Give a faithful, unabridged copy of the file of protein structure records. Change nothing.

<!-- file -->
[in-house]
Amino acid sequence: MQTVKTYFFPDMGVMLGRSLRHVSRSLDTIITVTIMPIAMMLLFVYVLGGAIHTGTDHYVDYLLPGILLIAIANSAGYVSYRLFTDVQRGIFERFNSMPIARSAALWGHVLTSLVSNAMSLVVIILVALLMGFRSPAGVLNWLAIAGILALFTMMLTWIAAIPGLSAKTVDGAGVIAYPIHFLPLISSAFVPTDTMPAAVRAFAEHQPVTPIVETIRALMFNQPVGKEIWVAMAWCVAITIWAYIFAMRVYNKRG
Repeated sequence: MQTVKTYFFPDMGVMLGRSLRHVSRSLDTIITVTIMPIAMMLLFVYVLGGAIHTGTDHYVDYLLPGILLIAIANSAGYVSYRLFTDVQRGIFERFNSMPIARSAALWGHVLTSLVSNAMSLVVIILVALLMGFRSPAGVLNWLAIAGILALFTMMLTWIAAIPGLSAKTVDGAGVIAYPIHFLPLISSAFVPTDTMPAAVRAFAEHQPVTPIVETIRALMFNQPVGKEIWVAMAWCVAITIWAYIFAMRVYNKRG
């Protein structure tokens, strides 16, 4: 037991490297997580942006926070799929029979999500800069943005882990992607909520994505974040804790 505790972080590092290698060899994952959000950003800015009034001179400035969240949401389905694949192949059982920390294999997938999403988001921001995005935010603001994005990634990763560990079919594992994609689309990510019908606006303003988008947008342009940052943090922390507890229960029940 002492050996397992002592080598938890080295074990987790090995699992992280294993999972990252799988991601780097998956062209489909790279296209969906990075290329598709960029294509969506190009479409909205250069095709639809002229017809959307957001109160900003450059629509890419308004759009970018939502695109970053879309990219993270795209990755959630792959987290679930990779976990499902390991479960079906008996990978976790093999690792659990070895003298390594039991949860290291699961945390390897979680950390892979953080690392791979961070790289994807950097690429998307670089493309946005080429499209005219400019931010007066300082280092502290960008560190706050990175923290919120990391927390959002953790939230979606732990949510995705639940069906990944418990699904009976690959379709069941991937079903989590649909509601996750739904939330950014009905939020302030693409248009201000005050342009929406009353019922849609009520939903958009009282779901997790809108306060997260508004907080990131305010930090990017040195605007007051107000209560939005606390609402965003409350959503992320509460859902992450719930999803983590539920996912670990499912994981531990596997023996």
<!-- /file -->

[in-house]
Amino acid sequence: MQTVKTYFFPDMGVMLGRSLRHVSRSLDTIITVTIMPIAMMLLFVYVLGGAIHTGTDHYVDYLLPGILLIAIANSAGYVSYRLFTDVQRGIFERFNSMPIARSAALWGHVLTSLVSNAMSLVVIILVALLMGFRSPAGVLNWLAIAGILALFTMMLTWIAAIPGLSAKTVDGAGVIAYPIHFLPLISSAFVPTDTMPAAVRAFAEHQPVTPIVETIRALMFNQPVGKEIWVAMAWCVAITIWAYIFAMRVYNKRG
Repeated sequence: MQTVKTYFFPDMGVMLGRSLRHVSRSLDTIITVTIMPIAMMLLFVYVLGGAIHTGTDHYVDYLLPGILLIAIANSAGYVSYRLFTDVQRGIFERFNSMPIARSAALWGHVLTSLVSNAMSLVVIILVALLMGFRSPAGVLNWLAIAGILALFTMMLTWIAAIPGLSAKTVDGAGVIAYPIHFLPLISSAFVPTDTMPAAVRAFAEHQPVTPIVETIRALMFNQPVGKEIWVAMAWCVAITIWAYIFAMRVYNKRG
């Protein structure tokens, strides 16, 4: 037991490297997580942006926070799929029979999500800069943005882990992607909520994505974040804790 505790972080590092290698060899994952959000950003800015009034001179400035969240949401389905694949192949059982920390294999997938999403988001921001995005935010603001994005990634990763560990079919594992994609689309990510019908606006303003988008947008342009940052943090922390507890229960029940 002492050996397992002592080598938890080295074990987790090995699992992280294993999972990252799988991601780097998956062209489909790279296209969906990075290329598709960029294509969506190009479409909205250069095709639809002229017809959307957001109160900003450059629509890419308004759009970018939502695109970053879309990219993270795209990755959630792959987290679930990779976990499902390991479960079906008996990978976790093999690792659990070895003298390594039991949860290291699961945390390897979680950390892979953080690392791979961070790289994807950097690429998307670089493309946005080429499209005219400019931010007066300082280092502290960008560190706050990175923290919120990391927390959002953790939230979606732990949510995705639940069906990944418990699904009976690959379709069941991937079903989590649909509601996750739904939330950014009905939020302030693409248009201000005050342009929406009353019922849609009520939903958009009282779901997790809108306060997260508004907080990131305010930090990017040195605007007051107000209560939005606390609402965003409350959503992320509460859902992450719930999803983590539920996912670990499912994981531990596997023996």